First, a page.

My favorite new TV show of last year was The Last Man on Earth. It wasn't exactly the funniest, smartest or most moving show on TV (though it occasionally hit all three marks). But it was definitely the most original. The show's postapocalyptic surreality, crazy-committed performances and singular plot made it feel like nothing I'd ever seen on television. In today's bloated TV landscape, that's kind of the ultimate compliment — and it's one that far too few shows earn. As you can tell from the rest of our fall TV preview, originality is in short supply these days. Amid all the reboots and revivals and repackaging, will any new shows this fall actually feel, y'know, new? Here are some contenders.
The Bastard Executioner
10 p.m. Tuesdays , FX (two-hour premiere this Tuesday)
Call it the Game of Thrones effect: Historical fiction is everywhere. (Yes, we just called Game of Thrones "historical"; deal with it.) Look at The Bastard Executioner, a 14th century drama about a war-weary Welshman who trades the battlefield for the executioner's sword. Previews promise grim, gory tableaus and plenty of suffering by (and at the hands of) Lee Jones, who stars as the bastard in question. True, the broadswords, chain mail and gruff quasi-British accents may feel a little familiar, especially with BBC America's The Last Kingdom following Oct. 10. But you wouldn't want to bet against this show's innovative brain trust, including Sons of Anarchy creator Kurt Sutter and producer Brian Grazer (24, Empire, Friday Night Lights), plus a supporting cast that includes Katey Sagal (Sons of Anarchy), Stephen Moyer (True Blood), Matthew Rhys (The Americans) and even Ed Sheeran (every song everywhere). Protect your neck, Game of Thrones. The Bastard Executioner is coming, and he has a blade with your name on it.
10 p.m. Mondays, NBC (Sept. 21)
NBC has a lousy track record for letting ambitious high-concept dramas evolve gracefully and naturally. One recent, notable exception is Hannibal. And that's why we're intrigued by Blindspot, a thriller about a memory-wiped woman (Thor's Jaimie Alexander) found naked and covered in tattoos in Times Square. Is she a spy? A weapon? A down-on-her-luck performance artist? Probably not that last one, but every other option seems fair game! Early looks at Blindspot suggest hints of Hannibal's artful cinematography and storytelling, plus elements of Prison Break, 24, Memento and The Bourne Identity. If the Peacock can resist its most meddlesome urges and let co-creator Greg Berlanti (Arrow, The Flash) do his thing, Blindspot might become a hit. Write it in ink.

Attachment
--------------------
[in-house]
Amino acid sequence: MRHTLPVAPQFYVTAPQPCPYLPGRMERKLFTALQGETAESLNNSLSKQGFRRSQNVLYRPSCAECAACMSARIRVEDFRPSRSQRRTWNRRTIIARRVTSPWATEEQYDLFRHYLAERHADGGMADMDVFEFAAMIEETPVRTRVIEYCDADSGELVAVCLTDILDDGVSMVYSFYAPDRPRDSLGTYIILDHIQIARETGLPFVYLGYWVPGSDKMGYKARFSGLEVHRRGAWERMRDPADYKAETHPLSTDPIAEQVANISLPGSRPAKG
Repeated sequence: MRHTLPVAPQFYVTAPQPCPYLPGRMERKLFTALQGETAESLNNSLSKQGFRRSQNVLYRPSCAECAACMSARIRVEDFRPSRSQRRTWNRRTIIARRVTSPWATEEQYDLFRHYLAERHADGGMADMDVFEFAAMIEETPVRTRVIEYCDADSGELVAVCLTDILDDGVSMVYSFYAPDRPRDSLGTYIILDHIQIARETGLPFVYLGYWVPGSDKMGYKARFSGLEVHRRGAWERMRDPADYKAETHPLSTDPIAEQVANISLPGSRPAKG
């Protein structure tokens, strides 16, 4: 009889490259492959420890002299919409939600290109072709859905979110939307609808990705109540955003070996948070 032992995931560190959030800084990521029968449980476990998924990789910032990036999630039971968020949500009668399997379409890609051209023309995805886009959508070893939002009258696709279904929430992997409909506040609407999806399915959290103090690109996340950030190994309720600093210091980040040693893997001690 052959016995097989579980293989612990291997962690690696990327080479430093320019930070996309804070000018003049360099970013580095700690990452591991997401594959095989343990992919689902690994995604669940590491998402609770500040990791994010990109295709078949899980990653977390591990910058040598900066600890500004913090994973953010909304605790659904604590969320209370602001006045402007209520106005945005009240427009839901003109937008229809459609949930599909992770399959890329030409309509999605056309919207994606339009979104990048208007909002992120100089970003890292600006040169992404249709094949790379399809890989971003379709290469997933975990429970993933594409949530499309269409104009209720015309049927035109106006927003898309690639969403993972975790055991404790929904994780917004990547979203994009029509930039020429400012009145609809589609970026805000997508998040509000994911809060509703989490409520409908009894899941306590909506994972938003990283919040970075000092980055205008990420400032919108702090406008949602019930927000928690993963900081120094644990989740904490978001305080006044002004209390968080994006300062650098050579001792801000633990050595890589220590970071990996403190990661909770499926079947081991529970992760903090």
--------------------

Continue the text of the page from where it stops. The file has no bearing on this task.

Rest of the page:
8 p.m. Fridays, NBC (Oct. 9)
Wait a second — Undateable is entering its third season. How can it qualify as new? Because after successfully staging a live episode in May, the multicam sitcom has decided to go all live this fall, the first scripted series to do so in more than 20 years. With its roster of winning standups-turned-actors — Chris D'Elia, Ron Funches, Brent Morin — the show about a ladykiller and his loveless pals has become a modest hit (although for comedy-starved NBC, even a modest hit is reason to pop the Champagne). Given NBC's success with The Sound of Music Live! and Peter Pan Live!, the experiment might pay off with boosted buzz. Let the live-tweetery commence!